Somewhere in the guts of your old range, there’s a series of fuses that protect the circuits. If the clock, the oven light, the receptacle, or a range-top element stops working on your stove, often the problem is a blown fuse. Before checking the range fuses, go to your electrical panel and turn off the breaker (or pull the fuse) that serves the range. The range’s own fuse panel could be in a variety of locations. Check the owner’s manual, if you still have it. You don’t? Look for a removable panel, usually near the stove controls or near where the power comes in.
Most ranges use plug fuses, the type found in old electrical panels. They have a threaded base, like a light bulb, and a flat, glass top marked with an amperage rating. If a fuse is blown, the metal fusible link under the glass will often be broken and blackened. If a fuse is not visibly blown, you can check it with a multimeter. Set the meter to continuity test; place one test lead on a fuse’s threaded base and the other on its metal tip. If the meter shows continuity, the fuse is good. Swap out a blown fuse for a fresh one, and always use the same amperage. If the fuse keeps blowing, call an appliance repairperson.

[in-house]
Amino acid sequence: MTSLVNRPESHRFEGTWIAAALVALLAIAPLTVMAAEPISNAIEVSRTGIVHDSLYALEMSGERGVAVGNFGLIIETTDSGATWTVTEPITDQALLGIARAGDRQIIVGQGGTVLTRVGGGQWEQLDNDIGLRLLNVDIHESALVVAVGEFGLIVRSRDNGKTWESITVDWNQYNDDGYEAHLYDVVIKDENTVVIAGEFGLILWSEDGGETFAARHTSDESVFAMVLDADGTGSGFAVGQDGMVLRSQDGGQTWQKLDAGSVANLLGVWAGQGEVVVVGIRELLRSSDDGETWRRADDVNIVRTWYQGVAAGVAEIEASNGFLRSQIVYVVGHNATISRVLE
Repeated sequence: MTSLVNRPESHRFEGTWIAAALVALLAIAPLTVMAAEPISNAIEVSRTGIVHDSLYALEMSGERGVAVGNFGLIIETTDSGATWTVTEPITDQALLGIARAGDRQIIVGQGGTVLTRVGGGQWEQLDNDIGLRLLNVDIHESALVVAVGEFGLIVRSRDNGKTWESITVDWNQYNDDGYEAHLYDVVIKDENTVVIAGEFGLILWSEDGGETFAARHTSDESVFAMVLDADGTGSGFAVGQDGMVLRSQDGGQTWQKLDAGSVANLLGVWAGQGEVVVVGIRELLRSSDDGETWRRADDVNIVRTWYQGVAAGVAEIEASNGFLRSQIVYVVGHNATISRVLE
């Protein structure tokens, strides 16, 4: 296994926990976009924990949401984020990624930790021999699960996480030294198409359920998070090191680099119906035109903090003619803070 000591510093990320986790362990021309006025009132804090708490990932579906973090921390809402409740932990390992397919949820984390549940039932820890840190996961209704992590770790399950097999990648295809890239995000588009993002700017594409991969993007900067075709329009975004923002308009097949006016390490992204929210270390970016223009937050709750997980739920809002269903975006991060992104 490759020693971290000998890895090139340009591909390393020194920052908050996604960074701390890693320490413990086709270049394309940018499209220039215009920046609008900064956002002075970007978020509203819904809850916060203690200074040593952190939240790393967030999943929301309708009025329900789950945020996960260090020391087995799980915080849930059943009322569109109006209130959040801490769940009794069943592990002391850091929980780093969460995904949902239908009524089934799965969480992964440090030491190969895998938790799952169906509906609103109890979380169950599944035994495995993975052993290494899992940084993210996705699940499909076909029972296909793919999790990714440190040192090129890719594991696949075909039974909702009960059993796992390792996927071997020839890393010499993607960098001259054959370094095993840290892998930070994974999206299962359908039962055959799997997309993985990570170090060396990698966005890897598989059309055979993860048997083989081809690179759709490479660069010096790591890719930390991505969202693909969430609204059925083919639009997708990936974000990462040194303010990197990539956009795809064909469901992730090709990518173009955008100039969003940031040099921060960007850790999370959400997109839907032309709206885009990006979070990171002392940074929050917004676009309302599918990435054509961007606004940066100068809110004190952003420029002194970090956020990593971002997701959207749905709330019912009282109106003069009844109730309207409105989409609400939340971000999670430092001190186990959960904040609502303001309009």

Electrical multimeters are invaluable for troubleshooting, but many of the good ones are expensive and overly confusing. Look for one that measures AC and DC voltage and tests for continuity. ’Nuff said.
Fuses hide in many places on your vintage range, including: under a flip-up lid, near the controls, and beneath the stovetop.
Related Story 5 things your cottage would tell you if it could talk